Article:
Thomaston 2019 Summer Holiday Home Tour
|The Thomaston Historical Society|
Presents its sixth annual
Summer Holiday House Event
|Where:||33 Hyler Street|
Google map: 33 Hyler St. in Thomaston
|When:||Saturday June 15 (rain or shine)|
|Time:||1 - 4 p.m.|
|Cost:||Tickets will be available at the door: $8 for THS members, $10 for non-members, children 12 and under are free.|
|Tour:||Visitors will be able to self-tour and will meet docents in various rooms who will point out specific
architectural details of interest, both inside and outside the house. Visitors will also receive a card with a brief history as well as photos featuring specific details about the structure
of the house. Light refreshments will be available as well as raffle items.|
For additional information, please call Mimi Zwick at 354‑7029 or email firstname.lastname@example.org.
|Who||Our thanks go out to Rob and Jeanne Short, the current owners of the house, and to Peggy McCrea who provided the
history and photos for this special house tour.|
About the House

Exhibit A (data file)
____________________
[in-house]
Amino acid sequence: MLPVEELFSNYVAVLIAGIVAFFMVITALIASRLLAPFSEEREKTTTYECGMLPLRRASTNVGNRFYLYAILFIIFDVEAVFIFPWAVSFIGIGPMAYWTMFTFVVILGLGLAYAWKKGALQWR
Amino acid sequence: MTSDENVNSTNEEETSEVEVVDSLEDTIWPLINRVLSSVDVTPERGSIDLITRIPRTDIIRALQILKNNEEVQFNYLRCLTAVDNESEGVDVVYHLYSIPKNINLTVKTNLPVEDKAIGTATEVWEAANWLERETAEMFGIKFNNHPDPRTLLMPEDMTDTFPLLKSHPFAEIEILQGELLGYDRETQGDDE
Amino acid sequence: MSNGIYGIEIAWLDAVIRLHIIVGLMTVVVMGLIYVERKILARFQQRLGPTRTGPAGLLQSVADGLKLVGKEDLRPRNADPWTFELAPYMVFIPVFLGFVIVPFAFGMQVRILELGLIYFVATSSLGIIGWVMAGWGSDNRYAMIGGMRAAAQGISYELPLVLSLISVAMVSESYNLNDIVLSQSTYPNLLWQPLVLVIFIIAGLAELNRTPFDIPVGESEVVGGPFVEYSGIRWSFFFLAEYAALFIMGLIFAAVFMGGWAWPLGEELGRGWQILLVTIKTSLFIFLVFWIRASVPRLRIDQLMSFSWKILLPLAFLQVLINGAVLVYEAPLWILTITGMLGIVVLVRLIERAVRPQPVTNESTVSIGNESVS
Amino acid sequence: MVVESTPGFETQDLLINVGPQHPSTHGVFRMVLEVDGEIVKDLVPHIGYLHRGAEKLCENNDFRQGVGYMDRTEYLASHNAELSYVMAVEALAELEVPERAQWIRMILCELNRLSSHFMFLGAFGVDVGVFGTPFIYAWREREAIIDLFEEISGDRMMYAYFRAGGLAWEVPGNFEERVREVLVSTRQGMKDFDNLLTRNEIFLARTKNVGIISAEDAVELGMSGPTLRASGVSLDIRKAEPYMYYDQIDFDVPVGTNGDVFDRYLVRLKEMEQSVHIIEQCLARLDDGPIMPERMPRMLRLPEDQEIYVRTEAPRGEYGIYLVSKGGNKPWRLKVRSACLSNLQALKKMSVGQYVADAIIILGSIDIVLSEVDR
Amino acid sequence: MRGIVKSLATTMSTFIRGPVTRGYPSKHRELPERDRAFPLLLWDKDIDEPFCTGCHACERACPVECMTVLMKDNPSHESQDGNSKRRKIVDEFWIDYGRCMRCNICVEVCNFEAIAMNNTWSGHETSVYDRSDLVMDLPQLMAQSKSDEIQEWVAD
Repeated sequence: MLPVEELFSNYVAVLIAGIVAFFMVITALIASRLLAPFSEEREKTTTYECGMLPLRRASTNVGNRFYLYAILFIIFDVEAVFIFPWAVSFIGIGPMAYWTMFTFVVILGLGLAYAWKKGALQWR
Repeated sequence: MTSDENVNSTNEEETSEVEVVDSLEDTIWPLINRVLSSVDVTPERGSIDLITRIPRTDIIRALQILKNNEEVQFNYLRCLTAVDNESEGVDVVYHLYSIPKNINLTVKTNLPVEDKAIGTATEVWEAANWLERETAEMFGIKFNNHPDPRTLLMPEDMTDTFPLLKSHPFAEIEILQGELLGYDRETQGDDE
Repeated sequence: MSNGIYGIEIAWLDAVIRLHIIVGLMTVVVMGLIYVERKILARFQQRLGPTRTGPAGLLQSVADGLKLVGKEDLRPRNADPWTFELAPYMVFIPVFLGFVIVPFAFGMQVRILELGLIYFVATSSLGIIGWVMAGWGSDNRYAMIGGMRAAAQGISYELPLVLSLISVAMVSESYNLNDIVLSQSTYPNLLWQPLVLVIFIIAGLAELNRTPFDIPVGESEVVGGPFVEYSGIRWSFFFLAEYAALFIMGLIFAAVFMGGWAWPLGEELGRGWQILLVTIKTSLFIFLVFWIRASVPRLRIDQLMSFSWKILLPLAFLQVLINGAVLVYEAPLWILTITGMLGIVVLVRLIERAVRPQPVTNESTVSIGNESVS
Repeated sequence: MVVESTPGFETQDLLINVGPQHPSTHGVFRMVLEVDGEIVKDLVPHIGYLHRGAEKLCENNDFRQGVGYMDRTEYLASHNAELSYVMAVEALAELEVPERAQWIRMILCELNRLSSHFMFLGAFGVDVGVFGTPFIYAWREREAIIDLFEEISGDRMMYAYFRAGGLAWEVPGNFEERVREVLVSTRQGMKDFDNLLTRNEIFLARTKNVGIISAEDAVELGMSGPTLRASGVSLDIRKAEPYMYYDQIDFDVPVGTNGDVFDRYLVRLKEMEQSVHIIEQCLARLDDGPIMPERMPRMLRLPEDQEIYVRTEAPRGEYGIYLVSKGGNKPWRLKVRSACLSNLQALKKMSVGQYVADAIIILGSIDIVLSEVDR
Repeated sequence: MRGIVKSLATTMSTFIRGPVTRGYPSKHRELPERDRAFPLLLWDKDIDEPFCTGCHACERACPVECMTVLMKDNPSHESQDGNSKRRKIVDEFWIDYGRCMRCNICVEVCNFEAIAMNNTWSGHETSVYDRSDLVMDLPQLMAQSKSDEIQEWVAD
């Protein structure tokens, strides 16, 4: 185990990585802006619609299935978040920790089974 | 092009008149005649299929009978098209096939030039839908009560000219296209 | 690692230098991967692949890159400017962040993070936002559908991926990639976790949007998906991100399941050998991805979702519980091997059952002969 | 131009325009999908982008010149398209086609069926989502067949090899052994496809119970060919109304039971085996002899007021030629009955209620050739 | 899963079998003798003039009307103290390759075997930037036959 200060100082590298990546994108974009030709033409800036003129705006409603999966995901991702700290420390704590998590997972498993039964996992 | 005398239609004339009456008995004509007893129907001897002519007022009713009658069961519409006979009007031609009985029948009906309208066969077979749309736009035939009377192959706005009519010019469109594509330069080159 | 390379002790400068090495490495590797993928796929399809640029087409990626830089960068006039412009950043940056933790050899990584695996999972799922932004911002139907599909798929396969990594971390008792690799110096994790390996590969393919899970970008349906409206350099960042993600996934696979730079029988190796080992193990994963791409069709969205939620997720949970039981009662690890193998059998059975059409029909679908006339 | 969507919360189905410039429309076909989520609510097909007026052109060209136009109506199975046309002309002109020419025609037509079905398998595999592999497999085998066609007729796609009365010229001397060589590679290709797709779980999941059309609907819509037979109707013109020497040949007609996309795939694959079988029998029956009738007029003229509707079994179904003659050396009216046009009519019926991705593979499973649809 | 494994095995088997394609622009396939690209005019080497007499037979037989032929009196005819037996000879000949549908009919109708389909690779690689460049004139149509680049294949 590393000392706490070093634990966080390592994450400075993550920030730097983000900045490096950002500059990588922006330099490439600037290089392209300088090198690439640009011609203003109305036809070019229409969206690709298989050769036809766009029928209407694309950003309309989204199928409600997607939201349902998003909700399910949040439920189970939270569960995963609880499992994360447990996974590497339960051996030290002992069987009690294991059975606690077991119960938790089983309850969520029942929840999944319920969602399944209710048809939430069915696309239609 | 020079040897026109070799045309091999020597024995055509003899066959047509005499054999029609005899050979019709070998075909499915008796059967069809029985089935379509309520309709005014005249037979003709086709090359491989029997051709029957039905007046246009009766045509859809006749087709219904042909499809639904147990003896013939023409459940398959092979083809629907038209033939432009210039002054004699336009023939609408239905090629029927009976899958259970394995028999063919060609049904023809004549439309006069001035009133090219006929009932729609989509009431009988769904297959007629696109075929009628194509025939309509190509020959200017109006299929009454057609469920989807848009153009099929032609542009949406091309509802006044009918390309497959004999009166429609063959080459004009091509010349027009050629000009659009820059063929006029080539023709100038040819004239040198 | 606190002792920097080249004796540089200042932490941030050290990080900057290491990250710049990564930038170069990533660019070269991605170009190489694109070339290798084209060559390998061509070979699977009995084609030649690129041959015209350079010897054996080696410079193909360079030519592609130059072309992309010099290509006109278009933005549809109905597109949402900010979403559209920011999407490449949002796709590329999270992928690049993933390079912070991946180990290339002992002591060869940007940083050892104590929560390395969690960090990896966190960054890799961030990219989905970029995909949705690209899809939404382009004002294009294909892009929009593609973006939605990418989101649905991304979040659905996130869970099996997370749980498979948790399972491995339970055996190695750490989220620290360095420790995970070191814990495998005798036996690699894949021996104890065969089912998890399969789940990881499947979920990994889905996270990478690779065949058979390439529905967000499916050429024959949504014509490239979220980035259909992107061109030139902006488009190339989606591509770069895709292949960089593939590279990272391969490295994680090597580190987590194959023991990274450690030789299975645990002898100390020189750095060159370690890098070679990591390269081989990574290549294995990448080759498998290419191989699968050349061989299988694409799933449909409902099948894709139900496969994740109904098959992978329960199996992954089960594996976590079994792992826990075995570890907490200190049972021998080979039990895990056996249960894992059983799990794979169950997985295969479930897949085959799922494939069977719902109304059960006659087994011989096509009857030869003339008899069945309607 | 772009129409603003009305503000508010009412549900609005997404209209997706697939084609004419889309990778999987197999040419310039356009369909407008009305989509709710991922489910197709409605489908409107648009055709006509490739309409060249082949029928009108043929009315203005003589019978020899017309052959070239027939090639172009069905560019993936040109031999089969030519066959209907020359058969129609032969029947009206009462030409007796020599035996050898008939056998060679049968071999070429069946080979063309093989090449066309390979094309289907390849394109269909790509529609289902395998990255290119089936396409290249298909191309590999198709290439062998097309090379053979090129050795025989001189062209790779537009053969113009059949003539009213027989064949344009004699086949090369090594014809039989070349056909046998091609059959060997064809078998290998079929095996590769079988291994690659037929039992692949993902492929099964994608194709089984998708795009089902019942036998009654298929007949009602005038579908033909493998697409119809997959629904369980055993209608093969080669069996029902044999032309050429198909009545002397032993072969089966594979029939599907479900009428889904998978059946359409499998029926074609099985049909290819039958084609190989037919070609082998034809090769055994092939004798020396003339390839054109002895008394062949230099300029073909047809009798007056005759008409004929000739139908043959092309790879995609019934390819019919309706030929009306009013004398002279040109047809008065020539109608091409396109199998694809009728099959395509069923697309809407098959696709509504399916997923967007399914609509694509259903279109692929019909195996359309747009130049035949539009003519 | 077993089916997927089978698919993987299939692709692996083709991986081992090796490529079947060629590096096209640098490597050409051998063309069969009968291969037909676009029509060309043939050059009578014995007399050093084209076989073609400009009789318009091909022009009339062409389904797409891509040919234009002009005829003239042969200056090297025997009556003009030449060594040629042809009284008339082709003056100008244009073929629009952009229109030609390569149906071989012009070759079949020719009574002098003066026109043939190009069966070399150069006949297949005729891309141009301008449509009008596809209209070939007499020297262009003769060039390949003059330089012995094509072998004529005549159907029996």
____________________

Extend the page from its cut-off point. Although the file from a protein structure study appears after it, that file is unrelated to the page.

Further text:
The John T. Beverage Homestead was built in the very popular Victorian Italianate style by joiner, selectman and fire chief John T. Beverage. The house remained in the family until 1925. The second story was finished off into four handsome rooms in 1892. Delia Beverage passed in 1907 and Mr. Beverage later married Eva Hyler.
The house was also the home of Earle Woodcock, popular Thomaston Grocer in the mid 1920s to 1949, and was sold to the well-known family of Dr. Laurence and Betty Shesler.
The house is in the Victorian Italianate style so popular at this time, and is quite similar to two others in Thomaston, one at 42 Knox Street (Proctor Nichols House, b. 1879) and one at 39 Dunn St (Capt William J. Willey House, b 1882).
The basic style of the John T. Beverage house incorporates brackets under projecting cornices with a single-story height verandah. Four turned posts support the verandah roof, which is trimmed with intricate lace-like Victorian gingerbread. The house is almost square in plan with high ceilings. The shallow-pitched hip roof was originally capped with an oversized cupola. Bay windows, paired windows and window sashes with two-pane glazing are topped by narrow bracketed crowns. A small projecting ell in the rear houses the kitchen.
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